If someone comes in from the back field or climbs over the fence, they haven't agreed. They might run afoul of copyright, but there is no contract whatsoever. The undisclosed agent argument could be used here. But if they modify the actual agreement and sign the changes, there is already implicit agreement from the principle, or it's not a contract. They can choose to reject the changes, but they have to be there to do that.

All this is true. However, it doesn't matter. The courts will just handwave it away and rule in the other guy's favor, because they want this crap to be valid.

Re:click-through TOS (3, Interesting)

DarwinSurvivor (1752106) | more than 3 years ago | (#35449056)

It has actually been tested in Canada a few times and MANY of these agreements are NOT enforceable. There are *very* specific conditions the website has to adhere to in order for the agreement to be enforceable.

Re:click-through TOS (1)

Americium (1343605) | more than 3 years ago | (#35450102)

Noooooo..... think of all the underage 16yr nerds.... we all remember our youth, they need this to be law so that they can see some free porn online. Think of the humanity, imagine a world where you don't get 10 million porn hits without even trying. This effectively allows people to do anything they want online, if this disappears, simply going to Youporn would require you to show an id. There are a ton of zip codes on youporn that are banned, a couple states worth if you have ever bothered looking, imagine actually banning something like 5-10 US states from watching porn online, i mean come on, that's just insanity.

So please, be sure you know what this means before you start wishing for it.... this is one of the laws that makes the internet as free as it is. If you don't wanna give away your privacy, don't post geotagged pictures on sites known for selling to advertisers, maybe post them on your own site. Allowing stupidity to dictate what the law should be is dagerous....... basically some guy/girl knowingly posts something to the internet and invites other people to look it at, and then gets upset because a couple other people saw it..... wtf! These are the same schmucks complaining that watch every leaked celebrity video, which are the real invasions of privacy.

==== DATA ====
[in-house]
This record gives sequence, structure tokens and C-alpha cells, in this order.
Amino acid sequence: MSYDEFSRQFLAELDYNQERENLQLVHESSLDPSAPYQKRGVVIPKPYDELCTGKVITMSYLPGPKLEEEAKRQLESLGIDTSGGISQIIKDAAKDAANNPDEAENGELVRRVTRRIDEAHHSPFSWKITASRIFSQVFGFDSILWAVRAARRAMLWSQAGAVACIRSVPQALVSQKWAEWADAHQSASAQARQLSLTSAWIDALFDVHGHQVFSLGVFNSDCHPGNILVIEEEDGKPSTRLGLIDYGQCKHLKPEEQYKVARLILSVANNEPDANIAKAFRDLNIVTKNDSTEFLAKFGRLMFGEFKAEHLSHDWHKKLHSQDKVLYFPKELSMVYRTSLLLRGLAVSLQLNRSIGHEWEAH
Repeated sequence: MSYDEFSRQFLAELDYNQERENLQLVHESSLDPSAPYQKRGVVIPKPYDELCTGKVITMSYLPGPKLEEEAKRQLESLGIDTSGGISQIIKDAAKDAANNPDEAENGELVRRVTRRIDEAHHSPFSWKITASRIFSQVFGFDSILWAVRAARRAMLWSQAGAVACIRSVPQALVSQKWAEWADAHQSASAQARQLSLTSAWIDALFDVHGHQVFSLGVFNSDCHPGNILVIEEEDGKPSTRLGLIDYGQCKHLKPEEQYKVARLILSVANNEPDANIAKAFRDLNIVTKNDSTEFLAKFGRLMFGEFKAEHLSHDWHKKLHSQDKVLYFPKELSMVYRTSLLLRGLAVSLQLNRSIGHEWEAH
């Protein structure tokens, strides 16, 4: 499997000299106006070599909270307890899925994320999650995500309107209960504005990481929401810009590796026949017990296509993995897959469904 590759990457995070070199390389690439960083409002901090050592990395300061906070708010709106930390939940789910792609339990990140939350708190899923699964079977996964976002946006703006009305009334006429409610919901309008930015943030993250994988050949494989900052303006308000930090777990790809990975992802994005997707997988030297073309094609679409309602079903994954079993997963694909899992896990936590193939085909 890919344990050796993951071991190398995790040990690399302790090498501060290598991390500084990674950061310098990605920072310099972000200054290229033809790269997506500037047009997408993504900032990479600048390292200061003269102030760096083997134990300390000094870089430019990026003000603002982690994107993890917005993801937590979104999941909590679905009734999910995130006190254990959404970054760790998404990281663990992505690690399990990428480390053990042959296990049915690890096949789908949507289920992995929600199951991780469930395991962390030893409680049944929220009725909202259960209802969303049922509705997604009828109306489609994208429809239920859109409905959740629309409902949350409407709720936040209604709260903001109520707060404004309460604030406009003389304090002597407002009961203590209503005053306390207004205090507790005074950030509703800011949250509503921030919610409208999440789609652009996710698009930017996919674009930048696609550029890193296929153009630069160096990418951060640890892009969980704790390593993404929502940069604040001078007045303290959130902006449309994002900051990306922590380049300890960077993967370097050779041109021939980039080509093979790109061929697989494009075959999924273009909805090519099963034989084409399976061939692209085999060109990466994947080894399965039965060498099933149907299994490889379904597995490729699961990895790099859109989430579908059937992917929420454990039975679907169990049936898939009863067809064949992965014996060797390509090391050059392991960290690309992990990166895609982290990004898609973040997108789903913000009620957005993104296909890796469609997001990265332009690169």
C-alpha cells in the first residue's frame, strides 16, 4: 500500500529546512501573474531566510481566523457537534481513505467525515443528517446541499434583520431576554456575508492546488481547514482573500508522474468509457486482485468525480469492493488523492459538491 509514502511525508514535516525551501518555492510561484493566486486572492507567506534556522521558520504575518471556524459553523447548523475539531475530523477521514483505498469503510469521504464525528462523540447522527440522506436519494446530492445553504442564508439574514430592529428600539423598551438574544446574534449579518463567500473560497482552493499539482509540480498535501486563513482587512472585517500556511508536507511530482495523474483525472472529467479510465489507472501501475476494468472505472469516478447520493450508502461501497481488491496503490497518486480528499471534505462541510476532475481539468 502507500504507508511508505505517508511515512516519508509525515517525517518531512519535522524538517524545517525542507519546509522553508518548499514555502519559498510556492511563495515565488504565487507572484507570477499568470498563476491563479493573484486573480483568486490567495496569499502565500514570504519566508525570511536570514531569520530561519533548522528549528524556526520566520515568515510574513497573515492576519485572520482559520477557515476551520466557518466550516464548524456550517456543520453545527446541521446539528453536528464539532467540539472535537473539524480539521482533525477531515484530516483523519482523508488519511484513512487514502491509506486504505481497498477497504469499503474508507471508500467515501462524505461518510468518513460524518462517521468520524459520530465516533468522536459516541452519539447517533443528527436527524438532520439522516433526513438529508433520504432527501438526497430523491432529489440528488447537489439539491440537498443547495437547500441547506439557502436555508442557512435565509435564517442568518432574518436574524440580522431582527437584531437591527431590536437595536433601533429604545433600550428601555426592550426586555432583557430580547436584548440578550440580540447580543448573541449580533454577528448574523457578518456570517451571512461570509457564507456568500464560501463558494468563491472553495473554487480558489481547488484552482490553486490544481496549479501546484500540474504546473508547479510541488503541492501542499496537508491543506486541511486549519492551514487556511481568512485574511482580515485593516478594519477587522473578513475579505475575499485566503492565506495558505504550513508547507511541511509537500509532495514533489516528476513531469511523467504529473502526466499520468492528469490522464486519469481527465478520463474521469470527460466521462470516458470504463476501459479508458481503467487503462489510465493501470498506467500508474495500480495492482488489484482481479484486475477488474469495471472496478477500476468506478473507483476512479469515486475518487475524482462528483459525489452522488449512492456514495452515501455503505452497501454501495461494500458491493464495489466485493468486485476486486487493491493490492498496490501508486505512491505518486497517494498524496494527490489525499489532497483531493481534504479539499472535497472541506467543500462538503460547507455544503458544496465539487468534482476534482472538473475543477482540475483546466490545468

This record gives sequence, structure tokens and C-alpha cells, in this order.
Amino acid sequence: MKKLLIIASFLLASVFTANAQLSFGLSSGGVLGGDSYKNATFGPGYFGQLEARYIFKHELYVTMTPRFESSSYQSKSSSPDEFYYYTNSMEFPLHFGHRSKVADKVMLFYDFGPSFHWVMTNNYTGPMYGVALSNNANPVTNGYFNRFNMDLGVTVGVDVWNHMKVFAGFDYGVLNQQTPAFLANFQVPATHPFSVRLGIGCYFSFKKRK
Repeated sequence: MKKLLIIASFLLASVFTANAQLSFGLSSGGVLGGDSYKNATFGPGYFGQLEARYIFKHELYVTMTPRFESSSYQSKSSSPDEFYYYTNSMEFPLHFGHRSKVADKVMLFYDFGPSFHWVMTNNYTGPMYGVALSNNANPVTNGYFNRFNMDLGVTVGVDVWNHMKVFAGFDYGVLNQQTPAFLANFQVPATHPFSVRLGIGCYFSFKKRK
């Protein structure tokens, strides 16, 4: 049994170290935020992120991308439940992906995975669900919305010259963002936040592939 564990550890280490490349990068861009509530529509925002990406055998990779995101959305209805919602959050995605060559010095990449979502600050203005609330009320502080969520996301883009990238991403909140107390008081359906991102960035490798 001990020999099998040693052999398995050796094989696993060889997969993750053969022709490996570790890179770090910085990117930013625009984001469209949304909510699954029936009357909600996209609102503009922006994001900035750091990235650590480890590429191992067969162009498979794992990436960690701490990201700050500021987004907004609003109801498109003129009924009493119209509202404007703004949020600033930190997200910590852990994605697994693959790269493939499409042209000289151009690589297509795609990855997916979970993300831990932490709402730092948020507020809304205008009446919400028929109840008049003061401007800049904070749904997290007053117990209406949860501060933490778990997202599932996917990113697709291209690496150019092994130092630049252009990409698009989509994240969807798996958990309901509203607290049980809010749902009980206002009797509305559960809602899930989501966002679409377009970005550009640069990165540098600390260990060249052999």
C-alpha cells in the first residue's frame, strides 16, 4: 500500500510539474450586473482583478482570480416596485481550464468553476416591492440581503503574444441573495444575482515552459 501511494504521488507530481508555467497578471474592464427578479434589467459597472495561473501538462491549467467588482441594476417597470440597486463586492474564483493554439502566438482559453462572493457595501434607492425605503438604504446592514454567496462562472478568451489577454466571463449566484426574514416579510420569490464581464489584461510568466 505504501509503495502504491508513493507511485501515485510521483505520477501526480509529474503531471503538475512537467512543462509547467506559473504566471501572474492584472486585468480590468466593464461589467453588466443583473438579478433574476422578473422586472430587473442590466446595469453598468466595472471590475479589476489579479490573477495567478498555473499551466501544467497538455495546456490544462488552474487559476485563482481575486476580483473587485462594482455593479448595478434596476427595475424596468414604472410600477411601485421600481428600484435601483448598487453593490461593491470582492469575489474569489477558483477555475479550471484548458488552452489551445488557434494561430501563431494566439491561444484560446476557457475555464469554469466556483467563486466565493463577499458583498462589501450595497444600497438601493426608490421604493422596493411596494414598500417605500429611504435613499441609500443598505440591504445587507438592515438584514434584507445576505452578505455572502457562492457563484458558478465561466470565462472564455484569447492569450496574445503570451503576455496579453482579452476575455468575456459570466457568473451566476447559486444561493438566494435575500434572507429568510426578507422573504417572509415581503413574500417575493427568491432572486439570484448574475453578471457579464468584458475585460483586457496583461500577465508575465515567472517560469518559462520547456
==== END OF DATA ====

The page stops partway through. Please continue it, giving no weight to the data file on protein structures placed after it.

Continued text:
Re:click-through TOS (1)

DarwinSurvivor (1752106) | more than 3 years ago | (#35469098)

I fail to see how TOS agreements being unenforceable is bad, or even *applies* to your statement...

Re:click-through TOS (4, Interesting)

MickLinux (579158) | more than 3 years ago | (#35449216)

It's about time that instead of just clicking thru, people start thinking:

  (1) Typically, when evil corporations make evil agreements, their subsequent actions are ______ evil, as compared to the agreement.
      (a) MORE (b) LESS (c) ABOUT AS

  (2) I know I _____ the service (a) WANT (b) NEED (c) JUST GOTTA GOTTA HAVE

  (3) The "service" is actually _______ (a) a service (b) an bilateral transaction (c) a unilateral action masquerading as a bilateral transaction (d) a waste of resources (e) a con.

  (4) Now I will ______ (a) click "I agree", the above notwithstanding. (b) Walk away while I still can walk. (c) wonder what I was thinking, that I wanted to deal with these people.

        Just as an aside, that's sortof related, I'm unemployed. I worked on a team of 20 that was producing about $10Million of profit a year for our company. The company acted in *really* *really* bad faith. (Think brakeless trucks and repetitive OSHA violations. Think Company Code of Conduct. Think Honeypot). They hired their own lawyer to investigate, who took statements, but didn't even check the sources I give, waited for the OSHA statute of limitations to expire, and then announced the honeypot, concluding that there was no evidence.
        They fired me; now they are making about 1/6th that profit (think 1 production run of $75000 profit a week, as opposed to 3, and with many massive errors, as opposed to almost none.) So the company fired me, having profited heavily before, and I having made a max of $17/hr. But they did hurt themselves badly.